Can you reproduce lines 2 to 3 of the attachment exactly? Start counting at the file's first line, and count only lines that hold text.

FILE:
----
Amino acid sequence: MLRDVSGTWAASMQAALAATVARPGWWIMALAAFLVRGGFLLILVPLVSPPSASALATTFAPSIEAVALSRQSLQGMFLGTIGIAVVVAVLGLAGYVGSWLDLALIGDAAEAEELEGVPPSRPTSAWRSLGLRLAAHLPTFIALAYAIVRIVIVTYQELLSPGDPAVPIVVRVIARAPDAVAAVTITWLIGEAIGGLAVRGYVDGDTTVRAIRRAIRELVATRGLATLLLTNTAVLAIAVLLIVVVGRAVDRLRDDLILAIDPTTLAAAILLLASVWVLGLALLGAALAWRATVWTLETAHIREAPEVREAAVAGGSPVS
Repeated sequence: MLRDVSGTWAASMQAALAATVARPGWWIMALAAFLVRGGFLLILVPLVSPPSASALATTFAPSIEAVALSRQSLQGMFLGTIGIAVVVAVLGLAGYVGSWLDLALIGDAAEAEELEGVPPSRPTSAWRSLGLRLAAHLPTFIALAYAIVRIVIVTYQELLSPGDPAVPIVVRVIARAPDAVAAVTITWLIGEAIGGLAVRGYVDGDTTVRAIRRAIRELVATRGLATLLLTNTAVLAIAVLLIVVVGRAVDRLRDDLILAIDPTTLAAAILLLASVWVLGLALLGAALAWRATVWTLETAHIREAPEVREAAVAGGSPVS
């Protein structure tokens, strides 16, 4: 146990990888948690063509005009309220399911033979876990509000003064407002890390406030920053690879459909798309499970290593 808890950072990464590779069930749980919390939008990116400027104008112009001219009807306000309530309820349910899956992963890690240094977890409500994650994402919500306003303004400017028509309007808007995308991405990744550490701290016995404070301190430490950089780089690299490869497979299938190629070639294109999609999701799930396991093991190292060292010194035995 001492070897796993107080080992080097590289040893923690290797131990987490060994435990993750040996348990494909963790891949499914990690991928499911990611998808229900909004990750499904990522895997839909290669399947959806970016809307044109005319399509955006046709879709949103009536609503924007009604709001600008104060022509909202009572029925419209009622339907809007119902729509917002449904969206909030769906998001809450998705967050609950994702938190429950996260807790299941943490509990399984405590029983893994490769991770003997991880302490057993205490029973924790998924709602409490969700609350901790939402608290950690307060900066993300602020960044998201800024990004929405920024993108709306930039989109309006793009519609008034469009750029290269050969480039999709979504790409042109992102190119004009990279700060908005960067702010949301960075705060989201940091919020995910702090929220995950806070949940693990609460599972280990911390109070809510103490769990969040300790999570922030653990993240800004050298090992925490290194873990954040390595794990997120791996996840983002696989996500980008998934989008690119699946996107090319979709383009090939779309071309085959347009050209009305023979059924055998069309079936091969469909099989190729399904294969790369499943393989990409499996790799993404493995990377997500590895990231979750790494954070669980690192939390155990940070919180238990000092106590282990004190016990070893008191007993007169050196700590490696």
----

Repeated sequence: MLRDVSGTWAASMQAALAATVARPGWWIMALAAFLVRGGFLLILVPLVSPPSASALATTFAPSIEAVALSRQSLQGMFLGTIGIAVVVAVLGLAGYVGSWLDLALIGDAAEAEELEGVPPSRPTSAWRSLGLRLAAHLPTFIALAYAIVRIVIVTYQELLSPGDPAVPIVVRVIARAPDAVAAVTITWLIGEAIGGLAVRGYVDGDTTVRAIRRAIRELVATRGLATLLLTNTAVLAIAVLLIVVVGRAVDRLRDDLILAIDPTTLAAAILLLASVWVLGLALLGAALAWRATVWTLETAHIREAPEVREAAVAGGSPVS
């Protein structure tokens, strides 16, 4: 146990990888948690063509005009309220399911033979876990509000003064407002890390406030920053690879459909798309499970290593 808890950072990464590779069930749980919390939008990116400027104008112009001219009807306000309530309820349910899956992963890690240094977890409500994650994402919500306003303004400017028509309007808007995308991405990744550490701290016995404070301190430490950089780089690299490869497979299938190629070639294109999609999701799930396991093991190292060292010194035995 001492070897796993107080080992080097590289040893923690290797131990987490060994435990993750040996348990494909963790891949499914990690991928499911990611998808229900909004990750499904990522895997839909290669399947959806970016809307044109005319399509955006046709879709949103009536609503924007009604709001600008104060022509909202009572029925419209009622339907809007119902729509917002449904969206909030769906998001809450998705967050609950994702938190429950996260807790299941943490509990399984405590029983893994490769991770003997991880302490057993205490029973924790998924709602409490969700609350901790939402608290950690307060900066993300602020960044998201800024990004929405920024993108709306930039989109309006793009519609008034469009750029290269050969480039999709979504790409042109992102190119004009990279700060908005960067702010949301960075705060989201940091919020995910702090929220995950806070949940693990609460599972280990911390109070809510103490769990969040300790999570922030653990993240800004050298090992925490290194873990954040390595794990997120791996996840983002696989996500980008998934989008690119699946996107090319979709383009090939779309071309085959347009050209009305023979059924055998069309079936091969469909099989190729399904294969790369499943393989990409499996790799993404493995990377997500590895990231979750790494954070669980690192939390155990940070919180238990000092106590282990004190016990070893008191007993007169050196700590490696």